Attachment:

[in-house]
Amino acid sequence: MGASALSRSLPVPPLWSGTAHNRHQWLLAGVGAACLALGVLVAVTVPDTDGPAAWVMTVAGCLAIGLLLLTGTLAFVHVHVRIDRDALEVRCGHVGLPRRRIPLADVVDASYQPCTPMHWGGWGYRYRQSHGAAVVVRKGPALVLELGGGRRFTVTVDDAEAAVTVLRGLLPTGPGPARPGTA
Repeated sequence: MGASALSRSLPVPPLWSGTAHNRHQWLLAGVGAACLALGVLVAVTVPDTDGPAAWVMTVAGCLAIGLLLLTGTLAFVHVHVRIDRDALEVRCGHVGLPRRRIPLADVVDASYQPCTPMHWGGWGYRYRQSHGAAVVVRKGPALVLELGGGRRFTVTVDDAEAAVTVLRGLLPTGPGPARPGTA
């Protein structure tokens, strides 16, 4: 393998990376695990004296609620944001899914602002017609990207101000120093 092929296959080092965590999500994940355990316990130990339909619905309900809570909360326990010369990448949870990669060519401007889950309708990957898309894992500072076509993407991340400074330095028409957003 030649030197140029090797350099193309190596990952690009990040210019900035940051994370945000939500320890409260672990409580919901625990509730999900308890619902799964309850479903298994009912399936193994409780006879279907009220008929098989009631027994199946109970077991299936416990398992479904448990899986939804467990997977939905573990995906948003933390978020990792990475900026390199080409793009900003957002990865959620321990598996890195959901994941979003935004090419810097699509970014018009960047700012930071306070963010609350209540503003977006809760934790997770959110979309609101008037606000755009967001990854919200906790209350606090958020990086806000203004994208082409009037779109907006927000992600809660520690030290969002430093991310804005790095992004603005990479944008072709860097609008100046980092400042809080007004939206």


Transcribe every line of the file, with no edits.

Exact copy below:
[in-house]
Amino acid sequence: MGASALSRSLPVPPLWSGTAHNRHQWLLAGVGAACLALGVLVAVTVPDTDGPAAWVMTVAGCLAIGLLLLTGTLAFVHVHVRIDRDALEVRCGHVGLPRRRIPLADVVDASYQPCTPMHWGGWGYRYRQSHGAAVVVRKGPALVLELGGGRRFTVTVDDAEAAVTVLRGLLPTGPGPARPGTA
Repeated sequence: MGASALSRSLPVPPLWSGTAHNRHQWLLAGVGAACLALGVLVAVTVPDTDGPAAWVMTVAGCLAIGLLLLTGTLAFVHVHVRIDRDALEVRCGHVGLPRRRIPLADVVDASYQPCTPMHWGGWGYRYRQSHGAAVVVRKGPALVLELGGGRRFTVTVDDAEAAVTVLRGLLPTGPGPARPGTA
């Protein structure tokens, strides 16, 4: 393998990376695990004296609620944001899914602002017609990207101000120093 092929296959080092965590999500994940355990316990130990339909619905309900809570909360326990010369990448949870990669060519401007889950309708990957898309894992500072076509993407991340400074330095028409957003 030649030197140029090797350099193309190596990952690009990040210019900035940051994370945000939500320890409260672990409580919901625990509730999900308890619902799964309850479903298994009912399936193994409780006879279907009220008929098989009631027994199946109970077991299936416990398992479904448990899986939804467990997977939905573990995906948003933390978020990792990475900026390199080409793009900003957002990865959620321990598996890195959901994941979003935004090419810097699509970014018009960047700012930071306070963010609350209540503003977006809760934790997770959110979309609101008037606000755009967001990854919200906790209350606090958020990086806000203004994208082409009037779109907006927000992600809660520690030290969002430093991310804005790095992004603005990479944008072709860097609008100046980092400042809080007004939206």